Newly passed Biosafety and Biotechnology Bill in Uganda

01 Jan 1970

Now that the Biotechnology Bill has been passed into law, pending approval by the President, we have good reason to worry for the future of food in our country, once the pearl of Africa; Uganda. For many years, Africa has been a testing ground for dubious technologies because we tend to forget the intrinsic wealth we have and favor external inputs and forces us to accept the influence of corporations and governments with ambitions of power and profit. Hence GMOs.

Uganda is a country gifted by nature with a rich food biodiversity and appeasing climate, but with this latest move the government is promoting aggressive technology for the expansion of multinationals and an ongoing neocolonialism spearheaded by a few large corporations, foreign countries and foundations that seek to control the word’s food production.


An hybrid banana variety called Phere made by the National Agricultural Research Laboratories (NARL)

The excitement about yields that we hear from GMO advocates will not last long, once people realize that farmers rights to seeds and other genetic resources in planting materials is under threat, compromised by the prospect corporate ownership of those same seeds which had been protected and proliferated by farming and indigenous communities for millennia.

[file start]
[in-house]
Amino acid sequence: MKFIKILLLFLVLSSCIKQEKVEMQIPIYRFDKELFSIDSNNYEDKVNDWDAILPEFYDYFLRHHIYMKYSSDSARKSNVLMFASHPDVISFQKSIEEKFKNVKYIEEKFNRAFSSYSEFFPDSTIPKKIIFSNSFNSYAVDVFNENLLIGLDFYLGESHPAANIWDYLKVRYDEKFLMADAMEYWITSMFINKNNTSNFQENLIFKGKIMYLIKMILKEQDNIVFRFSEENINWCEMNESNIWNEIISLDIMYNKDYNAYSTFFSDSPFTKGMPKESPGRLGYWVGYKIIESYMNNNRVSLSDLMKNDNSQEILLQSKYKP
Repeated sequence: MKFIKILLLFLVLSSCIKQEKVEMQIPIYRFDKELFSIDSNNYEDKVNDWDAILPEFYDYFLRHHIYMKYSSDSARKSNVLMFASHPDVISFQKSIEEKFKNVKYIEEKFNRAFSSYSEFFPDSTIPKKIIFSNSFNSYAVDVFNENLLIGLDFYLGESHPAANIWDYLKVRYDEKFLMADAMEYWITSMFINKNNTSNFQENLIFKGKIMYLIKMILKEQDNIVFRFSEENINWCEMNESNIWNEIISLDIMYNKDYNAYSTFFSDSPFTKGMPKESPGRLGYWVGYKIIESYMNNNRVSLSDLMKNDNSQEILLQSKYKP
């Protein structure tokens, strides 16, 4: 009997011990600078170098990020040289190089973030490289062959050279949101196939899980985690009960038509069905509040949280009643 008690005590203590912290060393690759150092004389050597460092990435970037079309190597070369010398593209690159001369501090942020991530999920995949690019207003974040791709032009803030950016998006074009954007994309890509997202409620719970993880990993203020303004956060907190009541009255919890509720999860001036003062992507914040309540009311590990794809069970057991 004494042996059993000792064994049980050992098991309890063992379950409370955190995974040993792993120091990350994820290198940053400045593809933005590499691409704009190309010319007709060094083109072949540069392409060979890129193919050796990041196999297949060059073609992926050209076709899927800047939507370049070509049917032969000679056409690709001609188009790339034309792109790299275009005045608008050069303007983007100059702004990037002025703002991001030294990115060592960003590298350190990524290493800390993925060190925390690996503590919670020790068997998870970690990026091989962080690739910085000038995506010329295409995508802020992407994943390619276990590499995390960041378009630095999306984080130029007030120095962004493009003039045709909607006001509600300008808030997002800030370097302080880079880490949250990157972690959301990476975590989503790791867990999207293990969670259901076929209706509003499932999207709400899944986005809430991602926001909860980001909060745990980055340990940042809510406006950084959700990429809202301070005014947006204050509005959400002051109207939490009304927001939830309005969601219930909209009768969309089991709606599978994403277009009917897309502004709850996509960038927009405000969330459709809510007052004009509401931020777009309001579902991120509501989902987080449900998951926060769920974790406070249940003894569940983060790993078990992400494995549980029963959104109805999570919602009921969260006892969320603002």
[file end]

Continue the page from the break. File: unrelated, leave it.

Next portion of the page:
The reality is we may get excited about improving the yields and nutrient content of bananas with gene donated by the world’s largest owner of GMO technology and leading food speculator. But in embracing these GM bananas, we stand to lose the right to plant the 50 local banana cultivars due to strict intellectual property rights over banana genes enforced by the owners of the GM banana technology. This compromises local control of the food system. It also limits our ability to export our fruit and vegetables to markets where GMOs are banned.

Careful governments and civil society organizations like Slow Food have fought against the introduction and promotion of GMOs across the world, and in a recent landmark vote the European parliament rejected the use of biotechnology in food production. We like, them, must put the future of our people before the greed of careless scientists working for multi-national corporations and exploitative foundations.

We call upon smallholder farmers to reject GMOs on their farms, and work to resist this invasion collectively. The problems of our food system cannot be described simply in terms of quantity. Bananas still rot in fields and markets during peak season without reaching people in need. People still starve during the dry and pre-harvest seasons. The real solution lies in the promotion and nurturing of local and traditional food biodiversity, and supporting producers with better post-harvest handling mechanisms, agroecological soil rehabilitation, techniques to reverse land degradation in fragile ecosystems, proper seed selection and infrastructure in rural communities.

Slow Food Uganda continues to embrace, practice and disseminate agroecological practices as the legitimate solution to the problems facing our food system and works on initiatives that defend the non-renewable wealth of food biodiversity under threat from GMOs. In order to ensure that we are able to pass on this invaluable heritage of biodiversity to future generations we must support, preserve and jealously defend our rich local food culture from the invasion of patented genes, an invasion which would turn us from independent farmers into the unwilling customers of a few powerful agri-business corporations.


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